Before discussing acquisitions from the outside, we must first set the table for the Patriots’ own 2022 free agents.
New England has an interesting pending free-agent crop, both unrestricted and restricted, and a mix of young and more tenured players with decorated histories in the organization.
Along with future Pats Hall of Famers in Devin McCourty, Dont’a Hightower, James White, and Matthew Slater, top cornerback J.C. Jackson would be among the highest-paid UFAs on the market.
Bill Belichick has many difficult decisions to make with 15 pending unrestricted free agents and three restricted free agents who are currently not under contract for the 2022 season.
Here is a priority ranking of the 18 Patriots who are set to hit free agency this offseason:
1. CB J.C. Jackson (Market Value: $18M APY)
The Patriots’ top priority in free agency is a no-brainer, with the 26-year-old Jackson entering his prime as a second-team All-Pro. New England will have until March 8 to decide if they’ll place a franchise or transition tag on Jackson. With PFF’s fifth-best coverage grade in single coverage this past season, Jackson is one of the league’s premier cover corners, whether it’s man or zone coverage on an island. In a man-heavy system, the Pats cannot afford to let elite cover talent walk out the door, especially given what’s currently behind Jackson on the depth chart. If a long-term deal cannot be reached, I fully expect the Patriots to place the franchise tag on Jackson while working on his future. Furthermore, with a quarterback on a rookie deal for the next four seasons, paying Jackson through his prime a la Stephon Gilmore in 2017 wouldn’t shock me either.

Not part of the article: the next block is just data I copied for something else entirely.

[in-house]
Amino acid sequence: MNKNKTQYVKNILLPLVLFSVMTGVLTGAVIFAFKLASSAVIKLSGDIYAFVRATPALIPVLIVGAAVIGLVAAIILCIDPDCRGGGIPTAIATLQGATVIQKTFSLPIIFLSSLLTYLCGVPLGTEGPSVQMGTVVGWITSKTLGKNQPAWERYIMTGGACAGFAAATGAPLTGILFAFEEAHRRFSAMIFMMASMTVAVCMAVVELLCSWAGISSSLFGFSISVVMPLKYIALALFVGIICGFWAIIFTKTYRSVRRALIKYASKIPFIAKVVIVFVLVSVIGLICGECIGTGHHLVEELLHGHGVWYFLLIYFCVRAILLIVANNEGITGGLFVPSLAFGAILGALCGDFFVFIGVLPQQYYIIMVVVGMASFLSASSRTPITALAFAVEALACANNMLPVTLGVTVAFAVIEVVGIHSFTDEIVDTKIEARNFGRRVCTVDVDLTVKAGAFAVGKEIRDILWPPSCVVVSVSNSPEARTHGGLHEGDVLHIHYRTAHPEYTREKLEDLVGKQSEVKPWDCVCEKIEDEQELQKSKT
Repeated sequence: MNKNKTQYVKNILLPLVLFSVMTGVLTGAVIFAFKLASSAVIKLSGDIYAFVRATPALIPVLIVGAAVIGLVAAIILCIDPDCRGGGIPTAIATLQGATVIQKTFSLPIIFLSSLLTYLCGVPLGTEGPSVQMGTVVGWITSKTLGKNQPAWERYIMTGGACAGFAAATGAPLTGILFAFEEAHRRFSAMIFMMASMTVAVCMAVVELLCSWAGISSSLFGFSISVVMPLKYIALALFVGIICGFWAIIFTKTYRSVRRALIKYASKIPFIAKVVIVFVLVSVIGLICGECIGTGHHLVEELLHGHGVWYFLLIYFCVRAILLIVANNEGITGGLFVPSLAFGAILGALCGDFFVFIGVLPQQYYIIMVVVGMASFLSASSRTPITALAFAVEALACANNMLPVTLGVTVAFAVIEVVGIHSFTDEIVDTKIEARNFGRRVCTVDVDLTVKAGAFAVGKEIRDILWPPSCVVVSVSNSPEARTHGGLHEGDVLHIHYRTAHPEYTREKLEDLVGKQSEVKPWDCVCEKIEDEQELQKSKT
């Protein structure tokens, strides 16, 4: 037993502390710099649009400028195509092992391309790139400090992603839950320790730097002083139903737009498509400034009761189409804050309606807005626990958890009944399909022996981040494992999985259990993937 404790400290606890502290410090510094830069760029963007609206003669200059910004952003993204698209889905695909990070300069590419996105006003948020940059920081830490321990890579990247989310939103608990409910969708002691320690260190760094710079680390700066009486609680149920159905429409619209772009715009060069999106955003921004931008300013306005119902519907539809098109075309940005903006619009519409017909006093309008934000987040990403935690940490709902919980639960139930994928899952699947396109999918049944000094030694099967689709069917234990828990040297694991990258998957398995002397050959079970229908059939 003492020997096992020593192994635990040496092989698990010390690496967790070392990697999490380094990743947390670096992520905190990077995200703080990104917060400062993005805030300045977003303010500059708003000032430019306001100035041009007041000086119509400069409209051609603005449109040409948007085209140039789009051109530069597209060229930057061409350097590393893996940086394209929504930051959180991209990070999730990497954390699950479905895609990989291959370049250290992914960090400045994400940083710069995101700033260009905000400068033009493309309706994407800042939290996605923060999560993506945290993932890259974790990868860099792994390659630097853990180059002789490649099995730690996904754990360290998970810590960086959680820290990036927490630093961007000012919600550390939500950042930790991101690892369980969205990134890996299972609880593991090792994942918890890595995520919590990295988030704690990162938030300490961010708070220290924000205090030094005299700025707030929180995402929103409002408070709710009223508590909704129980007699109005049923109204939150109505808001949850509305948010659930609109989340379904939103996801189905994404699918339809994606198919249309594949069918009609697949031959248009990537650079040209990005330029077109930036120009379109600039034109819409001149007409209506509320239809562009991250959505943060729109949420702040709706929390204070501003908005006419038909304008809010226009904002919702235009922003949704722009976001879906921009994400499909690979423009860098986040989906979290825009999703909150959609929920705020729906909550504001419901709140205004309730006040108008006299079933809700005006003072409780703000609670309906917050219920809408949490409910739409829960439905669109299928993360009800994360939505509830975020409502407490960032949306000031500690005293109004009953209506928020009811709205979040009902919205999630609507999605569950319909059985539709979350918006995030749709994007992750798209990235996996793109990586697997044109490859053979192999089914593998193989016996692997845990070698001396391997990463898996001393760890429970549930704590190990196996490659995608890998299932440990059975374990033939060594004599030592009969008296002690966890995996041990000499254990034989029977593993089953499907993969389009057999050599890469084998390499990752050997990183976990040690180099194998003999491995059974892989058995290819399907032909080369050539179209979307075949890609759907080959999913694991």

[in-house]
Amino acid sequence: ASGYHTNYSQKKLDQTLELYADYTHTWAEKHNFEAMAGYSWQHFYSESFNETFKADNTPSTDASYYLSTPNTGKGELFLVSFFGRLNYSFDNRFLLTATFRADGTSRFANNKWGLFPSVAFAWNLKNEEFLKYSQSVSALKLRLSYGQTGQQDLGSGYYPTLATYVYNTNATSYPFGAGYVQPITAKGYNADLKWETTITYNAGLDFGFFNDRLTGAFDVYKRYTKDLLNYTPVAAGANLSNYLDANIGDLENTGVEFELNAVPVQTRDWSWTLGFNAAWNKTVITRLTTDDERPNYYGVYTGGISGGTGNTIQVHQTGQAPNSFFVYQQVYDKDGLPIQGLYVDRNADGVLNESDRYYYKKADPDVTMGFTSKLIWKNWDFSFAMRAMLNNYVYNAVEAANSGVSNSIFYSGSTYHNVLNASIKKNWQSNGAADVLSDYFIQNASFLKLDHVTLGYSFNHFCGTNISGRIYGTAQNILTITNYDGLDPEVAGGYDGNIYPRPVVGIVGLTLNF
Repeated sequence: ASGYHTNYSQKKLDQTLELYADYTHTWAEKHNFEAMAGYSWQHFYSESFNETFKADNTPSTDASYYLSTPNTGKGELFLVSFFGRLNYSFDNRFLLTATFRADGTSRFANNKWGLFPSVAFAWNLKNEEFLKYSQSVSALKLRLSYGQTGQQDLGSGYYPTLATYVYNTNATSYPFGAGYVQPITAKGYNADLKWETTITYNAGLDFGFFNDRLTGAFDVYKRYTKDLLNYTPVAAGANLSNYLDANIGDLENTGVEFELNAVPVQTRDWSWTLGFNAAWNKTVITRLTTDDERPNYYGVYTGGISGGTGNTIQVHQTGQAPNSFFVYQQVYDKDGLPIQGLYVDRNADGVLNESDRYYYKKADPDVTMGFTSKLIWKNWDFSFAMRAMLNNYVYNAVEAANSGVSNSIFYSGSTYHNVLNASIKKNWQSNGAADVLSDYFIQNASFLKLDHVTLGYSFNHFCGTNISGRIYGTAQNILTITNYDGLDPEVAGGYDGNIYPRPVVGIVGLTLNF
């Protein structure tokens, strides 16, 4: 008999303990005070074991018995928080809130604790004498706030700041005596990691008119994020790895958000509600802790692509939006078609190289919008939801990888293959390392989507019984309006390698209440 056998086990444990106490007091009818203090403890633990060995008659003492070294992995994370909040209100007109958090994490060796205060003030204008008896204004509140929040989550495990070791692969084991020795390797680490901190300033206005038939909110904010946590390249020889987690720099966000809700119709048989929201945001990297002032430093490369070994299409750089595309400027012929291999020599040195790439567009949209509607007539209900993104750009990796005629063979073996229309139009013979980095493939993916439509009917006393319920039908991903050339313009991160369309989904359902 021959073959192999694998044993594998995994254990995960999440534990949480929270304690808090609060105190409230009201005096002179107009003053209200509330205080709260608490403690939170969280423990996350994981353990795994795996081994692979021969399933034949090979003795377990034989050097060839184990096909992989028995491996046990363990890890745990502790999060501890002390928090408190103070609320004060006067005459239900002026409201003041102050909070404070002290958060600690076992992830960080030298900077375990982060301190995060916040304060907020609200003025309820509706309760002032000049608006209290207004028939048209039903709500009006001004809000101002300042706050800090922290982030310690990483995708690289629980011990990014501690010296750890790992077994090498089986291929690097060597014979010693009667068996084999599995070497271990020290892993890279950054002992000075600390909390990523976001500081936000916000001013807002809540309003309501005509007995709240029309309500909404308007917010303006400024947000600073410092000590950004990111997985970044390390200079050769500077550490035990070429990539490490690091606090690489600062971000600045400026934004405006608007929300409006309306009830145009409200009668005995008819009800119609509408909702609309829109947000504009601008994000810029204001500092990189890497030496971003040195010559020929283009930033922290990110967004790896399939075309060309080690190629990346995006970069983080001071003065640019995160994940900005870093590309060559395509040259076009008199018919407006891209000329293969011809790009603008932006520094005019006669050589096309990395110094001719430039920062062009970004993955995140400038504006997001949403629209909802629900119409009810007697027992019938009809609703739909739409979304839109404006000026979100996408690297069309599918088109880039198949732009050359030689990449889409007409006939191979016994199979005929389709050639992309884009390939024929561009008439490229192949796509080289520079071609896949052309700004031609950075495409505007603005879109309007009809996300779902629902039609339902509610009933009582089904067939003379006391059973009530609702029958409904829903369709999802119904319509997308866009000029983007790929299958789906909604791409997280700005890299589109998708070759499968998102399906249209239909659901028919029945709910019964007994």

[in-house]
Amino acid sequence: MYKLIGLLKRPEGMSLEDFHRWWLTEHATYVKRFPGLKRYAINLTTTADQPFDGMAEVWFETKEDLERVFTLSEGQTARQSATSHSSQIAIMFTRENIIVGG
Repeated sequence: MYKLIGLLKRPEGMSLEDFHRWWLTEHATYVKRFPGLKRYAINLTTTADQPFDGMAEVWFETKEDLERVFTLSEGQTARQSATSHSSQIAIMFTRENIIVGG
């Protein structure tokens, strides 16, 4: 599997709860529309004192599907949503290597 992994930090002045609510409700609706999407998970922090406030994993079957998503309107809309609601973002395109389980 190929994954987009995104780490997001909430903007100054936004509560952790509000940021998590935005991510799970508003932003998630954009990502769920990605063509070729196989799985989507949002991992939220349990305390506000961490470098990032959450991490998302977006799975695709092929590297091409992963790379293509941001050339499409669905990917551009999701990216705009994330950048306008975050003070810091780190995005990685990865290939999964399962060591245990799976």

2. FS Devin McCourty (Market Value: $6M APY)